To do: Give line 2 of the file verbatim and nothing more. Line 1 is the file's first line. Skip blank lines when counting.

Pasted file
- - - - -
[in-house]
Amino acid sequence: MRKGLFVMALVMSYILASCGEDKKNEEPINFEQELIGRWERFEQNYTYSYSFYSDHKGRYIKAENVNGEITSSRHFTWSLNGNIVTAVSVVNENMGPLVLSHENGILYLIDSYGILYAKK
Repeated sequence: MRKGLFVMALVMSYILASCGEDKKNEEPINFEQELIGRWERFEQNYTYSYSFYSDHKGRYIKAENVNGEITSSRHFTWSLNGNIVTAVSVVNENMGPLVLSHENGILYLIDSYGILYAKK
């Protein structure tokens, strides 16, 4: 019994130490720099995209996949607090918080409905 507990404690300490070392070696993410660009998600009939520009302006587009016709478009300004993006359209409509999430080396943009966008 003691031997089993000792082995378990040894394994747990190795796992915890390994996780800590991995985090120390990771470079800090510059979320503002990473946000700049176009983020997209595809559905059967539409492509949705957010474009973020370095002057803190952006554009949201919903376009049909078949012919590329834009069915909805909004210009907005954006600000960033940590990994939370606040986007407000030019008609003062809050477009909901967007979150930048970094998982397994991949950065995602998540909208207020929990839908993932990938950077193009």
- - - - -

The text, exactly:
Amino acid sequence: MRKGLFVMALVMSYILASCGEDKKNEEPINFEQELIGRWERFEQNYTYSYSFYSDHKGRYIKAENVNGEITSSRHFTWSLNGNIVTAVSVVNENMGPLVLSHENGILYLIDSYGILYAKK